Instead, Gwede Mantashe came out elevated, with a proud, stubborn attitude of “I am the leader”, or “these youngsters must respect me”, or “I cannot negotiate from a position of weakness by giving all the time”, or “I must show the world that these youngsters will not scare or manipulate me/us, the powerful ANC”. Those that still hold on to these beliefs that may have driven Mantashe’s behaviour would have felt that he showed his strength. But those that matter most in this particular battle – the students – lost respect for him.
He did not build trust but broke it down even further. Trust someone and they will trust you back.
Mantashe did not trust the students and they will not trust him back.
What could President Zuma have done had he been in tune with brilliant leadership? He could have sat waiting for the students, until they all arrived. And then, at the right moment make his bold announcement, with the education and student leaders flanking him, raising their hands as a token of solidarity, as Nelson Mandela raised F.W. De Klerk and Thabo Mbeki’s hands into the air. And then he could have gone down and shaken some hands, looked the students in the eyes. Instead, he was an everyday political leader that always makes crowds wait in the sun, because they (politicians) are the important ones, until the crowds become agitated and take it out on each other, or the SAPS. He made his announcement via a television screen and walked away from a great opportunity, no doubt with the compliments of his advisors echoing in his ears: “Good job Mr President! They will say the government listened to the people. That was a victory”. But in fact, the students lost all respect and trust, walking away with a belief that he opened a can of worms, that this is only the beginning.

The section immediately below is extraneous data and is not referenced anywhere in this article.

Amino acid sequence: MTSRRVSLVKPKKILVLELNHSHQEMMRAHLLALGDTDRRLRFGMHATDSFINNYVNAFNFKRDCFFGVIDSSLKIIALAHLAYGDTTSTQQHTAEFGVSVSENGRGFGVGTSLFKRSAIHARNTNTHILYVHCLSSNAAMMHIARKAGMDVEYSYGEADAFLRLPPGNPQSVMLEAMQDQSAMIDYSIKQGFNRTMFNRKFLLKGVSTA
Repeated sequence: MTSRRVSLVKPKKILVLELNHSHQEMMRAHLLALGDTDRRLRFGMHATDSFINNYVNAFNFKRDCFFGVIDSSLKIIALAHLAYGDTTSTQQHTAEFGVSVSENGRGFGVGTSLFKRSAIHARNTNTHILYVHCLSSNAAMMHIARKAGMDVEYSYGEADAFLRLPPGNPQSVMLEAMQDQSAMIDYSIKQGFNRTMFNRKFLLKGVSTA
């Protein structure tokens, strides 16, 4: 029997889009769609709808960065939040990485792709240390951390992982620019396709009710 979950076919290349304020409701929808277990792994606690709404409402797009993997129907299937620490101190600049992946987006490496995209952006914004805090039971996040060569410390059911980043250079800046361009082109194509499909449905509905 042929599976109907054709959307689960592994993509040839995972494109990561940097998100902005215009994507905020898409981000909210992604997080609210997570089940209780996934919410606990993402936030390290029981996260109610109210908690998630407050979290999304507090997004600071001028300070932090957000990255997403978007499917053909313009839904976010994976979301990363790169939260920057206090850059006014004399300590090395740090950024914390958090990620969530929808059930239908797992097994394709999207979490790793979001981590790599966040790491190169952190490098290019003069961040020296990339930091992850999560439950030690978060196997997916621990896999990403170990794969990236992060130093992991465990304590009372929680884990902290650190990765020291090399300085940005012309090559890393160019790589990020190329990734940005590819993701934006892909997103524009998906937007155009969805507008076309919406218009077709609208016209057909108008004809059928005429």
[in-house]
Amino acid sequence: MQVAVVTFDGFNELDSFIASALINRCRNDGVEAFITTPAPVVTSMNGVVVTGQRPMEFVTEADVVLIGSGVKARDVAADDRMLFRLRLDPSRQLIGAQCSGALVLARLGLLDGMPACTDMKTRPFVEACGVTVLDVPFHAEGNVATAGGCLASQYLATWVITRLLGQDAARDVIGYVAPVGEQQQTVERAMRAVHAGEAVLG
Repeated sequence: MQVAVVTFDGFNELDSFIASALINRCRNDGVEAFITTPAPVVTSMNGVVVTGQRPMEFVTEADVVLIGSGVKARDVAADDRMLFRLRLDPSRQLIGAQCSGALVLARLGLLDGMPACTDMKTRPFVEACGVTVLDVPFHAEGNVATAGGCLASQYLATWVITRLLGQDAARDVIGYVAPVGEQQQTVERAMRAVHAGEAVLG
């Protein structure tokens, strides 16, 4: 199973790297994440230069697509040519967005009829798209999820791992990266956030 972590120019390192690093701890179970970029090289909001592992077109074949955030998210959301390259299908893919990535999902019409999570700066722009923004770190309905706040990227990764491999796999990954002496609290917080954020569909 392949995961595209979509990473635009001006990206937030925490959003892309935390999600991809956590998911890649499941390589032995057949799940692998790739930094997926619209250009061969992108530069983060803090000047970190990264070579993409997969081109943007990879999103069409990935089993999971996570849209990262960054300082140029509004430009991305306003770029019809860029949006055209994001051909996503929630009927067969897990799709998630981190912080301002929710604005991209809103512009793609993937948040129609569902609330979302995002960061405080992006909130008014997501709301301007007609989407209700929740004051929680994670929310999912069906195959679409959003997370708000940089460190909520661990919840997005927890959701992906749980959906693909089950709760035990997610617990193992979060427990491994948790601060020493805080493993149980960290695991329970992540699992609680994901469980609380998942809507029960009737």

What is happening is good, but of course it comes at a cost – no good has ever been achieved without a price. The positive is that up until today no one has managed to humble some of our leaders to shift their attitudes significantly – not the persistent, aggressive criticism and disruptions of opposition parties, or wealthy business owners that actually pull the purse strings for politics to function, or the media that incessantly yet importantly look over the shoulders of politicians, or a relentless Public Protector. It takes youngsters to expose and force them to become real and abide by promises, to lead as they ought to.
Having said all this, leading such an uprising in an effective, coordinated and controlled way is not an easy task and must never be underestimated. As numbers increase the space for outside forces to infiltrate its ranks grow and then things go wrong. Student leaders must guard vigilantly against radical, one sided and tunnel vision agendas that will aim to hijack their movement that seem to possess pure and clear intentions.
Listen to the interview done on CliffCentral.com with young leaders who are very involved in #FeesMustFall here
This article appeared on 29th October 2015 in: